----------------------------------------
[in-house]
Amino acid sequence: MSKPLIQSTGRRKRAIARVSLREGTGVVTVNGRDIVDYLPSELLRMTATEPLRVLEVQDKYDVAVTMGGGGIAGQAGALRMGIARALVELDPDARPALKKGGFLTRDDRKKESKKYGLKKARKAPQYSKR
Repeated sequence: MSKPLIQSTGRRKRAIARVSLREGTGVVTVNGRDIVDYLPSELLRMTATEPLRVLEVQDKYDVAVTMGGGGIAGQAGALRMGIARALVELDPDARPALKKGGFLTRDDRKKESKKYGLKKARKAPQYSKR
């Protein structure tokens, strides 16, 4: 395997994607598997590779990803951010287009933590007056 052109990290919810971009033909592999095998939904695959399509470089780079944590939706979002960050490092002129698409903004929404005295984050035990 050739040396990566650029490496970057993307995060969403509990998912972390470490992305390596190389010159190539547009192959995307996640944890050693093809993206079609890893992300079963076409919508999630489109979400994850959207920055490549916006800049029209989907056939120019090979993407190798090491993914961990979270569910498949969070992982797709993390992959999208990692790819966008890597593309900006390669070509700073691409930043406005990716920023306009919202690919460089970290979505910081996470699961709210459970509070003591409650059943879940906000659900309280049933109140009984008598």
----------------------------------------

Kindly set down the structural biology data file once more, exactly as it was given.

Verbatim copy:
[in-house]
Amino acid sequence: MSKPLIQSTGRRKRAIARVSLREGTGVVTVNGRDIVDYLPSELLRMTATEPLRVLEVQDKYDVAVTMGGGGIAGQAGALRMGIARALVELDPDARPALKKGGFLTRDDRKKESKKYGLKKARKAPQYSKR
Repeated sequence: MSKPLIQSTGRRKRAIARVSLREGTGVVTVNGRDIVDYLPSELLRMTATEPLRVLEVQDKYDVAVTMGGGGIAGQAGALRMGIARALVELDPDARPALKKGGFLTRDDRKKESKKYGLKKARKAPQYSKR
């Protein structure tokens, strides 16, 4: 395997994607598997590779990803951010287009933590007056 052109990290919810971009033909592999095998939904695959399509470089780079944590939706979002960050490092002129698409903004929404005295984050035990 050739040396990566650029490496970057993307995060969403509990998912972390470490992305390596190389010159190539547009192959995307996640944890050693093809993206079609890893992300079963076409919508999630489109979400994850959207920055490549916006800049029209989907056939120019090979993407190798090491993914961990979270569910498949969070992982797709993390992959999208990692790819966008890597593309900006390669070509700073691409930043406005990716920023306009919202690919460089970290979505910081996470699961709210459970509070003591409650059943879940906000659900309280049933109140009984008598």